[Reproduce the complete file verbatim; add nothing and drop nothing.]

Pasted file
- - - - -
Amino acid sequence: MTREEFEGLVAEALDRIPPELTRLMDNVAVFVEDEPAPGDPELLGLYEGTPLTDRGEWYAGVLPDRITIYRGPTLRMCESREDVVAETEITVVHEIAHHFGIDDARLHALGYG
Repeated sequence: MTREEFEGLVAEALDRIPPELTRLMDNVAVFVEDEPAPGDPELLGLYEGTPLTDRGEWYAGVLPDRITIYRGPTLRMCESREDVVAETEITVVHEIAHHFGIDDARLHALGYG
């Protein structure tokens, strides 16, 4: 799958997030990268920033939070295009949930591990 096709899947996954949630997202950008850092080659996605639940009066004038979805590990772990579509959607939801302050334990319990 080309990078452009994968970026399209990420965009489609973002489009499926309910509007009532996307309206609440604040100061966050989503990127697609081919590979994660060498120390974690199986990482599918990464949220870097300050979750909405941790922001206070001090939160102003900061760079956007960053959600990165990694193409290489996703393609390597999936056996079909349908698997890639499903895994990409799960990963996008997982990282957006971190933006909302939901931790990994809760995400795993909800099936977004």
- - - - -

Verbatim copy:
Amino acid sequence: MTREEFEGLVAEALDRIPPELTRLMDNVAVFVEDEPAPGDPELLGLYEGTPLTDRGEWYAGVLPDRITIYRGPTLRMCESREDVVAETEITVVHEIAHHFGIDDARLHALGYG
Repeated sequence: MTREEFEGLVAEALDRIPPELTRLMDNVAVFVEDEPAPGDPELLGLYEGTPLTDRGEWYAGVLPDRITIYRGPTLRMCESREDVVAETEITVVHEIAHHFGIDDARLHALGYG
């Protein structure tokens, strides 16, 4: 799958997030990268920033939070295009949930591990 096709899947996954949630997202950008850092080659996605639940009066004038979805590990772990579509959607939801302050334990319990 080309990078452009994968970026399209990420965009489609973002489009499926309910509007009532996307309206609440604040100061966050989503990127697609081919590979994660060498120390974690199986990482599918990464949220870097300050979750909405941790922001206070001090939160102003900061760079956007960053959600990165990694193409290489996703393609390597999936056996079909349908698997890639499903895994990409799960990963996008997982990282957006971190933006909302939901931790990994809760995400795993909800099936977004």